As LED lighting expands ever more into the realm of smart digital office schemes that tap into the fledgling ‘Internet of Things’, so, too, do the financing schemes aimed at helping potential users absorb the upfront costs.
Case in point: US LED lighting specialist Acuity Brands has teamed with a division of Cleveland, Ohio bank Keycorp to offer financing for intelligent lighting networks. The division, called Key Equipment Finance, specialises in equipment finance.
‘The arrangement will provide customers… with flexible financing options that cover the total cost of upgrading to an energy-efficient LED smart lighting network that may include a platform for connecting to the industrial internet of things (IioT),’ the two companies said in a joint press release.
The release provided scant details of how the programme works, but it singled out certain target industries.
‘Customers who may want to take advantage of this opportunity include those managing qualified municipalities, industrial complexes, educational institutions, healthcare facilities and other businesses that may benefit from financing into one, predictable monthly payment for the complete bundle of services and products from Acuity Brands,’ it stated.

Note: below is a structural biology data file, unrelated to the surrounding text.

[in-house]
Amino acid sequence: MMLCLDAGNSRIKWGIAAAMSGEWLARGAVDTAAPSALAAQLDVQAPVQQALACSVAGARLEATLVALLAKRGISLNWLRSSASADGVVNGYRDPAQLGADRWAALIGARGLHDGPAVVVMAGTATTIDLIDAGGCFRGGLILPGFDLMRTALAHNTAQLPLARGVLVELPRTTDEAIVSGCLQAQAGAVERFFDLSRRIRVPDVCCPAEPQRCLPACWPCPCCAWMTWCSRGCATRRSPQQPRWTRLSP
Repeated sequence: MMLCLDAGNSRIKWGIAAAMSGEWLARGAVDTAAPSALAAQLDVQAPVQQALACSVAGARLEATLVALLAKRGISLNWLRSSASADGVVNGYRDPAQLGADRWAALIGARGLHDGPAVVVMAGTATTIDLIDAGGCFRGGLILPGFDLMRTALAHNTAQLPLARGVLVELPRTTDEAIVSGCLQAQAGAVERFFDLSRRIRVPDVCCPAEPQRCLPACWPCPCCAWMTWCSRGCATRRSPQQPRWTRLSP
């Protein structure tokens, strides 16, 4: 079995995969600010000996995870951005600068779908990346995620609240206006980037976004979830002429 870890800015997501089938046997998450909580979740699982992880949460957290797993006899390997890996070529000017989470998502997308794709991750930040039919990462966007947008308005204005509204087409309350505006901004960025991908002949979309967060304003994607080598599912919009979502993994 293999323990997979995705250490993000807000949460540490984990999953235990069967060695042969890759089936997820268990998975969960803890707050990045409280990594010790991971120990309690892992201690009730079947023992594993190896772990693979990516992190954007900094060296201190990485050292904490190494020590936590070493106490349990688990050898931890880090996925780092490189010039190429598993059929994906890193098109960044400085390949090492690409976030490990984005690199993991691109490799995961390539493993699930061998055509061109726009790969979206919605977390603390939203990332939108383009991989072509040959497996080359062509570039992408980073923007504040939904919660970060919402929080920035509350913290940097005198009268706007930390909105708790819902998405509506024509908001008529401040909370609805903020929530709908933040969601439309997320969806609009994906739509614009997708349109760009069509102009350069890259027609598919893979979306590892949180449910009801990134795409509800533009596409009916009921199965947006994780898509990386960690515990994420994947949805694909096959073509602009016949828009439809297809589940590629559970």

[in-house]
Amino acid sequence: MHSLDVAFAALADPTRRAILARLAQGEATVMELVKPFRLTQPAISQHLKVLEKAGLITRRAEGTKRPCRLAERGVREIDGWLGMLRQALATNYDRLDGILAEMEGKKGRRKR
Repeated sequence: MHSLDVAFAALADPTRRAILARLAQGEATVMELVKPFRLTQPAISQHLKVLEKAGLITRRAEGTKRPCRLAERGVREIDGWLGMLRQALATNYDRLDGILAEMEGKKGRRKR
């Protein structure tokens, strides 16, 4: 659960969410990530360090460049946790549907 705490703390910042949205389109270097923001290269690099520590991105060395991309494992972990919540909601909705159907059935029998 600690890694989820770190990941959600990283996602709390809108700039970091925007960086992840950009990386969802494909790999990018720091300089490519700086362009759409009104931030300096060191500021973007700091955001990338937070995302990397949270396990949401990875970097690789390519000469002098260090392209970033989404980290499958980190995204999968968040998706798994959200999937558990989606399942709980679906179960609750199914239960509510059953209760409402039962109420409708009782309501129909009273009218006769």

The financing can include lighting as well as controls, training, maintenance and other factors, the two companies added.
‘Acuity Brands’ customers can enjoy the energy savings, reduced operating expenses, increased functionality, and improved lighting quality of a smart LED lighting network with one predictable monthly payment for the complete package,’ Key Equipment senior vice president of innovation markets Brian DePonte said.
Atlanta-based Acuity, a $2.4 billion company, markets lighting and controls under a variety of brands including Holophane, eldoLED, Lithonia, Peerless, and Acuity Controls among others.
Its deal with Key Equipment marks at least its third move into the Internet of Things in recent weeks. Last month it struck an alliance with sensor and software firm Sensity Networks and acquired buildings automation firm Distech. Two years ago it acquired Dutch LED driver maker eldoLED.
The digital nature of LEDs – light-emitting-diodes – is expected to help tie ligthing into networks like the internet, making lights part of data communication and allowing users to control lighting via apps, intelligent sensors, and other remote means.
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